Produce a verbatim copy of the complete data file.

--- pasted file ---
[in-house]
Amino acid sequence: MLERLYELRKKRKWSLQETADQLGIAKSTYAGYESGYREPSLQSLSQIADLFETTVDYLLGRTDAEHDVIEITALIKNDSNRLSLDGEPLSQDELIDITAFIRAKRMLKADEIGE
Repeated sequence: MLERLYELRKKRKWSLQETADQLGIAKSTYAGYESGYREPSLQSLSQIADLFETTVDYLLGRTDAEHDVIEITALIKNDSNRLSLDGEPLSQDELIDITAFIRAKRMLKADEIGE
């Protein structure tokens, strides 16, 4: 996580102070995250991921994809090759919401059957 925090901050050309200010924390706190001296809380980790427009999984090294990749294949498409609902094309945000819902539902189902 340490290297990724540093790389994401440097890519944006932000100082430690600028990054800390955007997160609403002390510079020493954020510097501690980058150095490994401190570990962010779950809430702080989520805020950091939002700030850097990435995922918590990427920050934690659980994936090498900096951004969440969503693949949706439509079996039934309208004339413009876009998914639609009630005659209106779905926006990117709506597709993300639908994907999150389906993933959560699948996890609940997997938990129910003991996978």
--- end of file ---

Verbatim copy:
[in-house]
Amino acid sequence: MLERLYELRKKRKWSLQETADQLGIAKSTYAGYESGYREPSLQSLSQIADLFETTVDYLLGRTDAEHDVIEITALIKNDSNRLSLDGEPLSQDELIDITAFIRAKRMLKADEIGE
Repeated sequence: MLERLYELRKKRKWSLQETADQLGIAKSTYAGYESGYREPSLQSLSQIADLFETTVDYLLGRTDAEHDVIEITALIKNDSNRLSLDGEPLSQDELIDITAFIRAKRMLKADEIGE
């Protein structure tokens, strides 16, 4: 996580102070995250991921994809090759919401059957 925090901050050309200010924390706190001296809380980790427009999984090294990749294949498409609902094309945000819902539902189902 340490290297990724540093790389994401440097890519944006932000100082430690600028990054800390955007997160609403002390510079020493954020510097501690980058150095490994401190570990962010779950809430702080989520805020950091939002700030850097990435995922918590990427920050934690659980994936090498900096951004969440969503693949949706439509079996039934309208004339413009876009998914639609009630005659209106779905926006990117709506597709993300639908994907999150389906993933959560699948996890609940997997938990129910003991996978």